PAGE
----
Meeting my best friend on Myspace
Aka stalking my future best friend on Myspace like the creepy 17 year old I was (and the creepy 28 year old I probably still am).
I’d never actually really had a proper ‘best friend’ before. I mean, I’d had a group of ten girls at school who I’d hang out with daily and try and chat to hot local boys on MSN with. But a real, bona fide bestie?
We argued. We cried together. We changed the lyrics of Bowling For Soup songs to be about the boys who broke our hearts at the time. We went for tattoos and piercings together, swapped clothes, cut the bottoms of our tights off so we could be cool at Norwich Waterfront. We practiced our poses for the ultimate Myspace profile pictures.
Although we now live in different cities, have new friendship circles and have learnt to take photos from a more acceptable angle, that bond will always be there.
And just this weekend, I witnessed her marry the love of her life. Thanks, internet. You done good.
One of the things on the internet that I cottoned on to pretty quickly was the existence of internet forums – places where I could find other people who liked the things I did. My first foray into the forum world was the now defunct TeenToday forums. We pretty much talked everything from school and college to political debate, with a whole load of nonsense thrown in for good measure. I actually still have a couple of people from TeenToday on Facebook. My oldest internet mates.
Back when I was 18 and my boyfriend had dumped me and I had no one to go to Download Festival with, I decided on a whim to sign up to the festival forums and ended up camping with a group of strangers from the internet. Sorry Mum. It was pretty much one of the best decisions I ever made – ten years on, I still talk to my forum mates on a pretty much daily basis. We meet up all around the country, go to gigs. It’s been somewhere that long-term relationships have been formed – even resulting in weddings and babies – and amazing friendships have been made. Every year, I’ll go to the festival, not just for the music, but to see so many people I love all in one place.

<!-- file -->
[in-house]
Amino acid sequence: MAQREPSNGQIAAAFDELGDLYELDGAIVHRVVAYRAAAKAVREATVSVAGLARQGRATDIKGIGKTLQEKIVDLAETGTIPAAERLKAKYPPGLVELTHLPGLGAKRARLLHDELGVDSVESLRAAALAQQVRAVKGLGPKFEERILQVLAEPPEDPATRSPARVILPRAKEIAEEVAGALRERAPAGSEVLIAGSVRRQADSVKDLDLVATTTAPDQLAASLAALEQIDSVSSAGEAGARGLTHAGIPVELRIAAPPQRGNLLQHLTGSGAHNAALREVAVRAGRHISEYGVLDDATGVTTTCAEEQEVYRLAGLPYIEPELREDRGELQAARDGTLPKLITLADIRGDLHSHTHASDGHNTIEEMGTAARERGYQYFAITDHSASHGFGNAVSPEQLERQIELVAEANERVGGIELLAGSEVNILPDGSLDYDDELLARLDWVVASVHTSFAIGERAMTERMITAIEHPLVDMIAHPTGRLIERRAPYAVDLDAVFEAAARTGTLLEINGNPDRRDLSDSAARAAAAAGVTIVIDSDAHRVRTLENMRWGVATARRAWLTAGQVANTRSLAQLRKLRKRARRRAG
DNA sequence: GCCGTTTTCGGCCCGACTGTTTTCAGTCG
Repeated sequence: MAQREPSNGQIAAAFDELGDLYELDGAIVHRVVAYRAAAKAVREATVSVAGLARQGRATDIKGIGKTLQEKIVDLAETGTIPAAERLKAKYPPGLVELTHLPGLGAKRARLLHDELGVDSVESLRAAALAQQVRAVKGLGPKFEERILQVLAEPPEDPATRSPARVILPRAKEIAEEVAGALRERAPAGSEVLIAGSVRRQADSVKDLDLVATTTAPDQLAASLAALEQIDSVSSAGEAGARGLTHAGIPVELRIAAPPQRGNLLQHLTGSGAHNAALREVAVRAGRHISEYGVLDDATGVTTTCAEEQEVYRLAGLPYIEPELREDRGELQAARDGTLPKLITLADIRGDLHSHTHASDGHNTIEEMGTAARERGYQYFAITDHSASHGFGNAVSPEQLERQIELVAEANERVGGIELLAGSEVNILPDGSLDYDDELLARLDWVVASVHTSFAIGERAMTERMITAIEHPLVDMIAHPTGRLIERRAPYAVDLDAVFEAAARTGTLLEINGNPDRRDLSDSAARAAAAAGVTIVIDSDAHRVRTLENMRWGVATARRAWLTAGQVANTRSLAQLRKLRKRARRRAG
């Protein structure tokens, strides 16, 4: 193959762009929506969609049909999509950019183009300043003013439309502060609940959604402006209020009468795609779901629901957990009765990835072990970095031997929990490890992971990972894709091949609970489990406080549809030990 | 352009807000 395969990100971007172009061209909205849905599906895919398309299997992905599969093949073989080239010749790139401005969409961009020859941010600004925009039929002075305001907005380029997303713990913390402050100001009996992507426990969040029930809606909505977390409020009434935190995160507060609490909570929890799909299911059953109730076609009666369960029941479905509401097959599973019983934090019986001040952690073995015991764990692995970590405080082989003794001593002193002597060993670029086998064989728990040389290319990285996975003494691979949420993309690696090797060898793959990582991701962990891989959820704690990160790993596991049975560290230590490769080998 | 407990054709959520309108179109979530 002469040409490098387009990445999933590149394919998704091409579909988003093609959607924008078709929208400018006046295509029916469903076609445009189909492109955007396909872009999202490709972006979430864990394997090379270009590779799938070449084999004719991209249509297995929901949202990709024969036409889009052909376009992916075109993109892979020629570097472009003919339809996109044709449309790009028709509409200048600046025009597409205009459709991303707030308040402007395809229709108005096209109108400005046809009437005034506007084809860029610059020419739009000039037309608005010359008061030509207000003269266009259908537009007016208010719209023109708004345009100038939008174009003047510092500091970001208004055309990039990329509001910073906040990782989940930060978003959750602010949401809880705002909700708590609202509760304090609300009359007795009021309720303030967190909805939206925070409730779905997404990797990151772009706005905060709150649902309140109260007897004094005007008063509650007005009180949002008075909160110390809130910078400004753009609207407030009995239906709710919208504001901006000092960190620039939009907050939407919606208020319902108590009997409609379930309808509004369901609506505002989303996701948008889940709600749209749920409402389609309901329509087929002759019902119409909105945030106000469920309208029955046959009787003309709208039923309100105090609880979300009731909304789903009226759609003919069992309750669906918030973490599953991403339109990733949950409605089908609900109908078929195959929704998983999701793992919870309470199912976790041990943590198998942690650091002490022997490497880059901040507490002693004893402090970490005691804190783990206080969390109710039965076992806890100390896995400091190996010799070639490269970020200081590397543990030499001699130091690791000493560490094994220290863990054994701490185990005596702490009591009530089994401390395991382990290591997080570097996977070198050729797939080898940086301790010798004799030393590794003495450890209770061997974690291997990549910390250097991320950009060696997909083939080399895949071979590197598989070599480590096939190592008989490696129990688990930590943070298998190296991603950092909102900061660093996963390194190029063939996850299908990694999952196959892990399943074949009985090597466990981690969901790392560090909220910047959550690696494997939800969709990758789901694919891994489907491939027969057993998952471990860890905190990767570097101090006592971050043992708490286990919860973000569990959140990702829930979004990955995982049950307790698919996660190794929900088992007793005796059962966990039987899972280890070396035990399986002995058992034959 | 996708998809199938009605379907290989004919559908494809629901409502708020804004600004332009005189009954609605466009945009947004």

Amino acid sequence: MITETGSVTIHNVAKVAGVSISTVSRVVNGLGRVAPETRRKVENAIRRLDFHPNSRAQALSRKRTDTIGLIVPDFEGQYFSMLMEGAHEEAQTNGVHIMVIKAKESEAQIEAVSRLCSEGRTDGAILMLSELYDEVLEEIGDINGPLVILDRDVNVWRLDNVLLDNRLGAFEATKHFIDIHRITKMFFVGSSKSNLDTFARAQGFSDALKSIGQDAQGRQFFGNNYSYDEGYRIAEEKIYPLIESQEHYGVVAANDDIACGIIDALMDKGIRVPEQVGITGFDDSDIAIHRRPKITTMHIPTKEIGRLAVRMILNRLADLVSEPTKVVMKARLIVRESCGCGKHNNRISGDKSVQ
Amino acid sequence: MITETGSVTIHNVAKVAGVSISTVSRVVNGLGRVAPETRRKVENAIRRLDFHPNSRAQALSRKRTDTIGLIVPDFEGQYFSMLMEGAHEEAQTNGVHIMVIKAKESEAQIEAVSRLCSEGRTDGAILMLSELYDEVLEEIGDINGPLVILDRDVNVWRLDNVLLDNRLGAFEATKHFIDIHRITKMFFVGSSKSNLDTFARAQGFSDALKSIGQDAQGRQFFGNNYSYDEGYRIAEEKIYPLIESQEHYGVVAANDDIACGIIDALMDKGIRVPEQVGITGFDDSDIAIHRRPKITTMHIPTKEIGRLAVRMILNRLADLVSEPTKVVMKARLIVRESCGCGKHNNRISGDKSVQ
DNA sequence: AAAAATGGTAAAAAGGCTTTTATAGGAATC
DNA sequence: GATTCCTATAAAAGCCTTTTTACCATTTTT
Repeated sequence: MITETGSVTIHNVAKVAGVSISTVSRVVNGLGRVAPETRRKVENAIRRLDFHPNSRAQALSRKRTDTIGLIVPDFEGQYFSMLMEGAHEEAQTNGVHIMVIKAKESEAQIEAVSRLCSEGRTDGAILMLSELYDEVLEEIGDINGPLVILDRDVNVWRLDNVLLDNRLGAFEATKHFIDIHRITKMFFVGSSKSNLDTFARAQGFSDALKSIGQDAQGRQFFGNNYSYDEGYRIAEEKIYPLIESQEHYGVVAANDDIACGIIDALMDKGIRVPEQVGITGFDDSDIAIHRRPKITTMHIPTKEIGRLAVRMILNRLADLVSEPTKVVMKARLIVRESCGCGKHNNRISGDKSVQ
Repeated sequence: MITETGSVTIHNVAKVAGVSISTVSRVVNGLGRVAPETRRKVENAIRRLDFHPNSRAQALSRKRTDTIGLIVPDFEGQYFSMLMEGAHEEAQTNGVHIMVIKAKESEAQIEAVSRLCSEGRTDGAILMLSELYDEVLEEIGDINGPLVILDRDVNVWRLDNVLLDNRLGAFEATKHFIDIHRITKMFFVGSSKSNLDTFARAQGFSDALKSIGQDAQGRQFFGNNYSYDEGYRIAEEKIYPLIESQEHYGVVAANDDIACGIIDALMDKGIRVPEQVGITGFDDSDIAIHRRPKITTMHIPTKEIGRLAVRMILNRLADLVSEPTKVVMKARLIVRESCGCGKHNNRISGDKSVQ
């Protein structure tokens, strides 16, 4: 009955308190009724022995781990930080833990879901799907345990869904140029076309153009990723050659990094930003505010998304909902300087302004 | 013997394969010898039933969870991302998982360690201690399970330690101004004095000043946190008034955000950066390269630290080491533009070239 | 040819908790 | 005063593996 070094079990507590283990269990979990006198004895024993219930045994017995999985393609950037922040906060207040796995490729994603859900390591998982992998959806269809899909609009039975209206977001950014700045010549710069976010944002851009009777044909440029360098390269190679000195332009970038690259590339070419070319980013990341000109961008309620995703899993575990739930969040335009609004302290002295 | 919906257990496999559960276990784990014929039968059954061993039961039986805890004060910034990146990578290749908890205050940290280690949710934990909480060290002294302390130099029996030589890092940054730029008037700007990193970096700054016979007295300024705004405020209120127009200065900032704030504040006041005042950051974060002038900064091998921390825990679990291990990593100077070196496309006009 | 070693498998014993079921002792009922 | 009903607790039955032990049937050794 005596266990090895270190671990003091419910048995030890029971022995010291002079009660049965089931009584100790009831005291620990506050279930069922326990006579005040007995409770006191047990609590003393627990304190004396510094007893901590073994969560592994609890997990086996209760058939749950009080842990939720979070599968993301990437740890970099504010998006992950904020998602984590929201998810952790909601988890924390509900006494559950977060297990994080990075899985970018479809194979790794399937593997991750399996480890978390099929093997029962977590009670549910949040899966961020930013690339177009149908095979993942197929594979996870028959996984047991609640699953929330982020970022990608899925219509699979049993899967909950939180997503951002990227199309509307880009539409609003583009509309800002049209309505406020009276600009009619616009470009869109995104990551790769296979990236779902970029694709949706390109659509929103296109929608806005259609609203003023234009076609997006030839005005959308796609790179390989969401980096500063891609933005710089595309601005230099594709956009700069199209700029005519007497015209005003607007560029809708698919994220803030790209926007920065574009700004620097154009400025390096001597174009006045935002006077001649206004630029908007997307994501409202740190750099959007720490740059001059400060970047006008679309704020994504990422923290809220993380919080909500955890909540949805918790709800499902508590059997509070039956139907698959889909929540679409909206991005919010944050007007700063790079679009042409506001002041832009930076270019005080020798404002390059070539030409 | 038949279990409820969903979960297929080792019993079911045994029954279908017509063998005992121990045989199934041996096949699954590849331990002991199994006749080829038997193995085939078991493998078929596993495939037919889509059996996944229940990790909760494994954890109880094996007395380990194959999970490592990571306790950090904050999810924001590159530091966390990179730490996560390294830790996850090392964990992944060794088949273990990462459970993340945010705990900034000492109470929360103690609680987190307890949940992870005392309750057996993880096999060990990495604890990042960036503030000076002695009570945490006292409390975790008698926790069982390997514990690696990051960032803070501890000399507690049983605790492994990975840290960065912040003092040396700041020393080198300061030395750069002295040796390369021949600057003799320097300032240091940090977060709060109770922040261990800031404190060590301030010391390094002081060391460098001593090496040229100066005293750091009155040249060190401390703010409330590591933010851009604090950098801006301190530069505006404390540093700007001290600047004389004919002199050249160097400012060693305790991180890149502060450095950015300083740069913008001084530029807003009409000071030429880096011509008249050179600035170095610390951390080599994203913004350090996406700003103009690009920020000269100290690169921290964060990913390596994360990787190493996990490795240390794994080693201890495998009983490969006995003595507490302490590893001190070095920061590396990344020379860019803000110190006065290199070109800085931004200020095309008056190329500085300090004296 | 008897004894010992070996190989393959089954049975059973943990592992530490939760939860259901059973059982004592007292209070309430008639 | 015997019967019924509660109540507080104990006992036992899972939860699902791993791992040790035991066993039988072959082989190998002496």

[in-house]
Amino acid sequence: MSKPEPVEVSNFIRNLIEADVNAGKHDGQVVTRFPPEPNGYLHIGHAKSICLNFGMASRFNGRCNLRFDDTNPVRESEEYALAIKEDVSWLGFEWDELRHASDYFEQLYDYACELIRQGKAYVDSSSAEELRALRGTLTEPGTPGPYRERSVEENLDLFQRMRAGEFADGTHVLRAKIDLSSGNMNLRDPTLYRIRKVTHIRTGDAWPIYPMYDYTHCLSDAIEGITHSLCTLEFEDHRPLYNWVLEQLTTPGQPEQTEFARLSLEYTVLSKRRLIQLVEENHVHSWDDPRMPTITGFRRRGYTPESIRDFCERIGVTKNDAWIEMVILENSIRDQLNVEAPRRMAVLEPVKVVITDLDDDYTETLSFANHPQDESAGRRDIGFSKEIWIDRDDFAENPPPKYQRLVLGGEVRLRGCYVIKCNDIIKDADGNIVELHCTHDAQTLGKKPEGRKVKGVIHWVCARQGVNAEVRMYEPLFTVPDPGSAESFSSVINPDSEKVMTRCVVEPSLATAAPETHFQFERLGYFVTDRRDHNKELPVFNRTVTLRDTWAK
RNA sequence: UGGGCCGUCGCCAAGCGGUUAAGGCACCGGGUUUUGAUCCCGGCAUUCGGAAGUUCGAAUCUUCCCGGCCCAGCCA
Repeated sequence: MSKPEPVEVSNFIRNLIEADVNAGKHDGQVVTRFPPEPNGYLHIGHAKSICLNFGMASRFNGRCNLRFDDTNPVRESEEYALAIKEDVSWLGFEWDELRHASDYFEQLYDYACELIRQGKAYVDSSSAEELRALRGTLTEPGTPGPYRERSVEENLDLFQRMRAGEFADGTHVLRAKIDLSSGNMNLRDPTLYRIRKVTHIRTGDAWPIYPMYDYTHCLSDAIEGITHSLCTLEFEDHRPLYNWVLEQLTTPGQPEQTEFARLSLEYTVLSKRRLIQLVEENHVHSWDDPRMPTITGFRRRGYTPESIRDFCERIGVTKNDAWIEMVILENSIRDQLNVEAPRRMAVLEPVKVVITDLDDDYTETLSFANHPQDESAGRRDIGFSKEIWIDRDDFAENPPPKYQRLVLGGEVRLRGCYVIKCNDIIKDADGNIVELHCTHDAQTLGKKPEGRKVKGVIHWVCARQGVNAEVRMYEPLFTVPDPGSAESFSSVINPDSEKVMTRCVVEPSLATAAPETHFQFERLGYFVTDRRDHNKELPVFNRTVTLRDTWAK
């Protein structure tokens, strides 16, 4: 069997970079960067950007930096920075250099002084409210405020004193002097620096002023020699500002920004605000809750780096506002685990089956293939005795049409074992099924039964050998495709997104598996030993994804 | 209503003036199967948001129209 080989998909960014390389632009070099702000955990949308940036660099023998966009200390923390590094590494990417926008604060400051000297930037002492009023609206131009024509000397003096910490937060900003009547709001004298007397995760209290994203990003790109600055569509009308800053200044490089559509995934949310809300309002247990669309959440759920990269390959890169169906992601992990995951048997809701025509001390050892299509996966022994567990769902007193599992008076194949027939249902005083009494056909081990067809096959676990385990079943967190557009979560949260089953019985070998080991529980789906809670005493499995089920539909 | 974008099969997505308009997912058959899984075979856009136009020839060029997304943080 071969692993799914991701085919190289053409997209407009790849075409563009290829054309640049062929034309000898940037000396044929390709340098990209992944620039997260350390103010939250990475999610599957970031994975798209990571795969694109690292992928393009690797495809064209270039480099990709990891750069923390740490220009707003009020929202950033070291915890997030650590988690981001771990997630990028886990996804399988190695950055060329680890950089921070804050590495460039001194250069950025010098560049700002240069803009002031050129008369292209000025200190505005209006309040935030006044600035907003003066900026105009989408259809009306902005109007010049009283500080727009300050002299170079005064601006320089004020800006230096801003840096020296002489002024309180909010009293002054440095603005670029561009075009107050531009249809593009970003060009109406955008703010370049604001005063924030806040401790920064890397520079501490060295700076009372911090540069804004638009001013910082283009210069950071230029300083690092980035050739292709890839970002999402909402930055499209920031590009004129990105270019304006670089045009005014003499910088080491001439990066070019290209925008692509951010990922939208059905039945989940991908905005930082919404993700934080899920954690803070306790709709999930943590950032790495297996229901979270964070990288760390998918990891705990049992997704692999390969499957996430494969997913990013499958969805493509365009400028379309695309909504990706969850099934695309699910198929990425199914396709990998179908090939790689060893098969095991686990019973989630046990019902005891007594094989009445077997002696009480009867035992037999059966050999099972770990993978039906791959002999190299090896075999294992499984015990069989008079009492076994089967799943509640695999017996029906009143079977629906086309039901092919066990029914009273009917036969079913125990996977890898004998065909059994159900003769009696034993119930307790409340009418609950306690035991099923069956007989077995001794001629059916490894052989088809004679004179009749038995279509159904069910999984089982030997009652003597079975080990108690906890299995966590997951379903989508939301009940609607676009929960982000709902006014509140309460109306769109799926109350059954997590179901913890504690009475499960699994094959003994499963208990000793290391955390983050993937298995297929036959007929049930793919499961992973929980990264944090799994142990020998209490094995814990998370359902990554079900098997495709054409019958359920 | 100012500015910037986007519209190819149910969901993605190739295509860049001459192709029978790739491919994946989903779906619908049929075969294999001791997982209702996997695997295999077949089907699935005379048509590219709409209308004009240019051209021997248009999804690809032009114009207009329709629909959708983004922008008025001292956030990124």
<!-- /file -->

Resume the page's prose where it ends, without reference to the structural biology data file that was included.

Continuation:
One of the biggest impacts that little router over there in the corner has had on my life? Blogging. I’ve always documented my life on the internet in some way or another, but it wasn’t until this one that I finally felt like I had a place my words could call home. I may not be the most inspiring or exciting writer at times, I may not have thousands of followers or millions viewing my site every month. But I get to create, share and push myself into making blog posts I love, will view for years to come. And heck, if it touches or improves the life of one reader, I’ll take that as a win.
Thanks to blogging, I now have a dream job in travel marketing and social media that I bloody love. I have a group of incredible women I’m honoured to call my friends, just a WhatsApp group message away. I can peek into people’s worlds, look at wonderful pictures, read words that make me want to get out there and be the most ‘me’ I can possibly be. And when the online goes offline? Ctrl Alt Delete is exactly that.
Find that spare tenner you were going to spend on wine and buy Ctrl Alt Delete RIGHT NOW.